How the right engine oil can impact your DPF maintenance costs

How the right engine oil can impact your DPF maintenance costs

Name your biggest service headache. Ready, go: DPF! Jinx.

Name your biggest service headache. Ready, go: DPF!

Jinx. And if it wasn’t what you yelled at the page then it’s probably in your top three.

While diesel particulate filters, and aftertreatment systems as a whole, have improved over the years, it’s still worth doing what you can to minimize the need for unnecessary maintenance, and that includes optimizing your engine oil.

Engine oil and the DPF

Let’s take a quick look at the science behind engine oil’s impact on the DPF. The explanations can get complicated, but you can put that white lab coat away, because we won’t get too deep into the chemistry details.

“Particles trapped in the DPF are comprised of combustible soot and incombustible metallic ash,” explains James Booth, North America commercial sector manager for Chevron Delo.

The soot can be removed from the DPF through regeneration, but ash will not burn away from this.


“Believe it or not, most of this incombustible ash derives from metallic additives in your engine lubricant.”

James Booth, Chevron

“Ash build-up continues to clog the DPF, creating back pressure which bogs down the engine, significantly decreasing fuel efficiency. Ash removal requires the DPF to be taken off the truck for thorough cleaning, resulting in significant downtime for fleets.”

There is an unpredictability to DPF maintenance as well that only adds to the headache; Booth says many fleets have shared that not being able to predict the rate of clogging is part of the DPF challenge as well.

Regardless of the state of your aftertreatment system and DPF, choosing the right engine oil can alleviate a lot of this maintenance pain.

According to Dan Arcy, global OEM technical manager for Shell Lubricants, one of the main factors that determines DPF maintenance intervals and overall service life is the amount of oil that is burned.


“Controlling piston cleanliness, which in turn helps control oil consumption, will have a big effect on DPF service life,” he continues. “Diesel engine oil must provide strong piston cleanliness, otherwise oil consumption will be high, and DPF ash buildup will be accelerated. A clean engine with clean pistons will prevent oil from passing by the rings, entering the combustion chamber and being burned.”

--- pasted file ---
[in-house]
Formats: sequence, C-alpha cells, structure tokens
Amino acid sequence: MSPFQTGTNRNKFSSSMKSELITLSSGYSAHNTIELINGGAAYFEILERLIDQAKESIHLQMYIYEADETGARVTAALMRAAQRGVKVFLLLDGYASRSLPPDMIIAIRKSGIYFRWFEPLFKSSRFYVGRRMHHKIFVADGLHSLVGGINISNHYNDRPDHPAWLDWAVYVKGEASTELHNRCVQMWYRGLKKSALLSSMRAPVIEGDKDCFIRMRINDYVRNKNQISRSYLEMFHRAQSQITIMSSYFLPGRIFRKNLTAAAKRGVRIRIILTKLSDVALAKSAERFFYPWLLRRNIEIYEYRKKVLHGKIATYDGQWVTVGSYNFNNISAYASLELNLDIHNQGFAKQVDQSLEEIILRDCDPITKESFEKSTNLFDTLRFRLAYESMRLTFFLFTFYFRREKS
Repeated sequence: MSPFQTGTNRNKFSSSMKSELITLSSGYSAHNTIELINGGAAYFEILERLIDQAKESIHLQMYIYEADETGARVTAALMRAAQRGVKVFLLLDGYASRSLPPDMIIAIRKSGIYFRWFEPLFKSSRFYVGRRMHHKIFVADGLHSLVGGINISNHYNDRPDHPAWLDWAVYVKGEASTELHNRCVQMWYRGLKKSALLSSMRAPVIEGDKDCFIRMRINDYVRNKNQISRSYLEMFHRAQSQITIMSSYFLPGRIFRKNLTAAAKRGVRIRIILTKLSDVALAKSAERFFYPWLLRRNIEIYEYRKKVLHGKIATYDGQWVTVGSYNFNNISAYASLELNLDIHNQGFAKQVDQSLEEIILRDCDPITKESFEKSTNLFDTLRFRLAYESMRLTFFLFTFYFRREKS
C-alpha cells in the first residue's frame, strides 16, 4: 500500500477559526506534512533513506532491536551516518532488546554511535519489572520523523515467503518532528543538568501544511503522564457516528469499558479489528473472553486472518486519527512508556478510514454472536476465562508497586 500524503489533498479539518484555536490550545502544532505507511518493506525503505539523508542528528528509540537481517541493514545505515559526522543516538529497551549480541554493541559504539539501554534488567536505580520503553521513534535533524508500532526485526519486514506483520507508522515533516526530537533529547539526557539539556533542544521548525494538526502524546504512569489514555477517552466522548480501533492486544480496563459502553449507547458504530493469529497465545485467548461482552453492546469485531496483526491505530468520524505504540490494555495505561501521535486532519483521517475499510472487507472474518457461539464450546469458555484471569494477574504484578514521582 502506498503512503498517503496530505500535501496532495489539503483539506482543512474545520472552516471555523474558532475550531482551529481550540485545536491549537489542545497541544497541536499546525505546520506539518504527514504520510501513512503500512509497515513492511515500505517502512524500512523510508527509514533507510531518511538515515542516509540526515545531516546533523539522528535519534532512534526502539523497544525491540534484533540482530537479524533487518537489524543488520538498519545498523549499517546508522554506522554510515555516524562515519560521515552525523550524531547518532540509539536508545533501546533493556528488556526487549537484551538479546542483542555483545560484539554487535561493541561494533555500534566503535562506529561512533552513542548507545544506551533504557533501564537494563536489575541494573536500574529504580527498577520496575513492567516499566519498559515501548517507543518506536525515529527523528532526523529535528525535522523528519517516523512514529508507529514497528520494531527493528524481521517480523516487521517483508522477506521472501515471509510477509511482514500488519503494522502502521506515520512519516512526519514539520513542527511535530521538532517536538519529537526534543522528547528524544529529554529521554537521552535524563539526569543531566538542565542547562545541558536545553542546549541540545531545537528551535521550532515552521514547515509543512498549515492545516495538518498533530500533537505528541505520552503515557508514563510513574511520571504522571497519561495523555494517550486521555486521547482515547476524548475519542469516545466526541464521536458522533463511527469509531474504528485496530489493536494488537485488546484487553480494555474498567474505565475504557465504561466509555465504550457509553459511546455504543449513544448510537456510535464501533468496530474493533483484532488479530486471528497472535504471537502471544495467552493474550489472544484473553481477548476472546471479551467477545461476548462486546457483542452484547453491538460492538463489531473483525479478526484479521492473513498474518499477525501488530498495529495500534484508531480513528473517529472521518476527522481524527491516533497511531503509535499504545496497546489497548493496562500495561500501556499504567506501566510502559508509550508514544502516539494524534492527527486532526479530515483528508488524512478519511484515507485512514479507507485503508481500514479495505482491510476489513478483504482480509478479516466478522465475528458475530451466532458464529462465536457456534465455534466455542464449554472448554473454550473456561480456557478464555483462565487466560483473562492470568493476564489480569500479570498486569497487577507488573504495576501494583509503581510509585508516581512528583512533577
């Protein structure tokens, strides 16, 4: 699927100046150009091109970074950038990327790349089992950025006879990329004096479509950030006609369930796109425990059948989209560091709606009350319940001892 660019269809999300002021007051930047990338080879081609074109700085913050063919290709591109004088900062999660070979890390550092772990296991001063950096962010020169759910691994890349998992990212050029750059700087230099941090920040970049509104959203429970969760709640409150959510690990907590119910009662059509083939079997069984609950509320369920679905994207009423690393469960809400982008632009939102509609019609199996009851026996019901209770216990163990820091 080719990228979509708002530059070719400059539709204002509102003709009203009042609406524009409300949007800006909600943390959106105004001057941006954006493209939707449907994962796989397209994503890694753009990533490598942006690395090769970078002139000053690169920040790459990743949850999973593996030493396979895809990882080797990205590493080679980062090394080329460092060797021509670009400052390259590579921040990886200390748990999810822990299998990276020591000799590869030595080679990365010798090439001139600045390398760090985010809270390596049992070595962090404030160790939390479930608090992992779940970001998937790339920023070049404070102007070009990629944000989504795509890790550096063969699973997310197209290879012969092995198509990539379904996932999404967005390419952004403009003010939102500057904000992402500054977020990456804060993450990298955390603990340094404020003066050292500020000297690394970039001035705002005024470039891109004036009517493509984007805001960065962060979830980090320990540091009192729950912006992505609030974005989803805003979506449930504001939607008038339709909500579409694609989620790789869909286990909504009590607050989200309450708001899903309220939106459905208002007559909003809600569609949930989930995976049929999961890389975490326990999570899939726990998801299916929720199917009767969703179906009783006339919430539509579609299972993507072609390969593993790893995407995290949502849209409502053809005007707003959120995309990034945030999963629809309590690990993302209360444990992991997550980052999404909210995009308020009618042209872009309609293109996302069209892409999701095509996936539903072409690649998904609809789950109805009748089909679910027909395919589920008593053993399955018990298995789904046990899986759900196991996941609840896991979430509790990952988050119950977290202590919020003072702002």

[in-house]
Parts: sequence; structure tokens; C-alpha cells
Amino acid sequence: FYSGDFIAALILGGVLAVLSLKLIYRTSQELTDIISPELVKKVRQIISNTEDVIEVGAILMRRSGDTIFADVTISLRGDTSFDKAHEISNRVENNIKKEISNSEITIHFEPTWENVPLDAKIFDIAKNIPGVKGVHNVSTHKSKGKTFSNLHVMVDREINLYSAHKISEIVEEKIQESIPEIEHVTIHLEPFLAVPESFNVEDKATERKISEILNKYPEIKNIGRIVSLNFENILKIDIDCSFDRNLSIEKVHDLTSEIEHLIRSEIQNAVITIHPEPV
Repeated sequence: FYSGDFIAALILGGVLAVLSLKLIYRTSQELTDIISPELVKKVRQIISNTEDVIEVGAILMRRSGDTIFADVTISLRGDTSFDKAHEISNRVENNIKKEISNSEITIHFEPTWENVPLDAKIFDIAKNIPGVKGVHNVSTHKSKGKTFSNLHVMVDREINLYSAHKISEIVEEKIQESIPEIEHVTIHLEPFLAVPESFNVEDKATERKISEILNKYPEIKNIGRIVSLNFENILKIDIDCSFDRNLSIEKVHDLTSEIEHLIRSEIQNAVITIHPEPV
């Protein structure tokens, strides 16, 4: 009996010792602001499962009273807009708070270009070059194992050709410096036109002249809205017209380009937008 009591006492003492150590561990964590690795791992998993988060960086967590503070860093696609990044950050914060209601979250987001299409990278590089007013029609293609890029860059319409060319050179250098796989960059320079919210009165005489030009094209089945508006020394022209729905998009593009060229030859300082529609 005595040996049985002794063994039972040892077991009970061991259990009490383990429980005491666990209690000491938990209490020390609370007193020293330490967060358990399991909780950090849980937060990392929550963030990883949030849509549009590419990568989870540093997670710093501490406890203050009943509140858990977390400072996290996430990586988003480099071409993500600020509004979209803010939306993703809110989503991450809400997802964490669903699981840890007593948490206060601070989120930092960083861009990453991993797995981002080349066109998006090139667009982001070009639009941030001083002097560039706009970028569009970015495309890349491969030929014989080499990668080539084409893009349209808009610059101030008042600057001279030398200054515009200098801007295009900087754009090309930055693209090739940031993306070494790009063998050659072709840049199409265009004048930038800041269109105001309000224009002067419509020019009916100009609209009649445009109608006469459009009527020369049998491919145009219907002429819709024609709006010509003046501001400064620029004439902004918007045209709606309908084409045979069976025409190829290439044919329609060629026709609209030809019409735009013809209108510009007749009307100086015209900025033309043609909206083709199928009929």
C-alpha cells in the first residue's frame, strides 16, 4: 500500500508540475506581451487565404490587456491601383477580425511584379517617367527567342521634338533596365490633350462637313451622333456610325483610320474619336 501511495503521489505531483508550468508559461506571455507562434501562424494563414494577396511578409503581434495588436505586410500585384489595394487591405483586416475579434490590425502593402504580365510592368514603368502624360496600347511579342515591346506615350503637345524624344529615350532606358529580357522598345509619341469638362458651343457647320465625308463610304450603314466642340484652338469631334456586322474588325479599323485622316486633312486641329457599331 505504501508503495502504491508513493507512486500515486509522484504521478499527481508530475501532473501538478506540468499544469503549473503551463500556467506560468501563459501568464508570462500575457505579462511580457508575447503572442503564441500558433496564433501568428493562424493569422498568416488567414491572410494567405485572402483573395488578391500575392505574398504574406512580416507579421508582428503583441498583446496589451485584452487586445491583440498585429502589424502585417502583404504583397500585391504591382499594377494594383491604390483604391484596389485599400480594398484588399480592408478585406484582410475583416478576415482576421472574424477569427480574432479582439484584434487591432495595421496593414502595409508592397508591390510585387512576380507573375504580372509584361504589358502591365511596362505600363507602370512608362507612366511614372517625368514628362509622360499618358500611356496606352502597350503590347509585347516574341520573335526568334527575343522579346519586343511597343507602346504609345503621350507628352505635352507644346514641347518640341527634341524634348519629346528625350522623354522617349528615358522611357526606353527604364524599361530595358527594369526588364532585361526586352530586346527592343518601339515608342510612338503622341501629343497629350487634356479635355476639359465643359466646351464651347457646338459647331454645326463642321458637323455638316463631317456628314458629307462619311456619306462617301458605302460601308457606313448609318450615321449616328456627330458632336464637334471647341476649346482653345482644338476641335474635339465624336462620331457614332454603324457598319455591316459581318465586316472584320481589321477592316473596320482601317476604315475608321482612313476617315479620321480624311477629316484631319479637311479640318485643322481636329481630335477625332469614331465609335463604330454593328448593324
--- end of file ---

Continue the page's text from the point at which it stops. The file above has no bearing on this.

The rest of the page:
Darryl Purificati, OEM technical liaison with Petro-Canada Lubricants, recommends a lower level of detergency in your oil as one way to alleviate some DPF issues. “The higher the level of detergency, the higher requirements for DPF maintenance, as metals found in detergent packages are necessary for oil performance but can put additional pressure on DPFs,” he explains.

Choosing the right engine oil

First and foremost, you’ll want to select an oil that complies with the API CJ-4, CK-4 or FA-4 categories, as each was designed with the existence of the DPF in mind, while older categories were not.

 “Since 2007, all on-road heavy-duty diesel engine manufacturers recommend the use of oils that have less than 1% sulfated ash,” Arcy notes.

Many oils are formulated to guard against the aforementioned ash buildup.

 “An oil such as Shell Rotella is formulated to provide excellent piston cleanliness, helping to minimize or keep the piston rings and lands free from deposits, controlling or minimizing oil consumption,” Arcy says. “If an oil does not provide strong piston cleanliness, then oil consumption will be high and DPF ash buildup will be accelerated. Shell Rotella products impact the DPF by providing a clean engine with minimal piston deposits and thereby reducing the amount of ash that makes its way into the DPF.”

Chevron’s Booth touts the company’s recently released Delo 600 ADF, which drops the amount of ash in the oil from 1% to 0.4%—a 60% decrease.

John Loop, technology manager of heavy duty engines at Lubrizol, notes that sulfur is another aspect of engine oil to which fleets should be paying attention.

“If your engine recommends using Ultra-Low Sulfur Diesel (ULSD) fuel, it is important to use that fuel within your vehicles,” he explains. “Otherwise, using diesel fuel with higher levels of sulfur is directly sending sulfur to the aftertreatment system. Using higher sulfur-based fuel also promotes the creation of acids in the blowby exhaust, which will degrade the oil quicker than if ULSD fuel is being used.”  

RELATED: The value of used oil analysis

And don’t forget: Good maintenance practices are vital here as well.

“Changing the oil on time and per OEM-recommended guidelines will help prevent degradation of key elements of the engine that prevent ring and liner wear as well as piston deposits,” Loop says. “Doing so will ensure that oil consumption, and ‘consumption’ defined as any lubricant which gets past the ring zone and ends up being combusted with the fuel, is held in check and the ‘chemical box’ elements found in the lubricant do not make their way through the engine to the aftertreatment devices. Therefore, it is wise to maintain good lubricant ODI practices, not only for aftertreatment device protection, but also from an overall engine durability standpoint.”

“Oil volatility can also impact DPF maintenance as higher engine oil has the potential to introduce additional unwanted compounds in the exhaust system,” Petro-Canada’s Purificati adds. 

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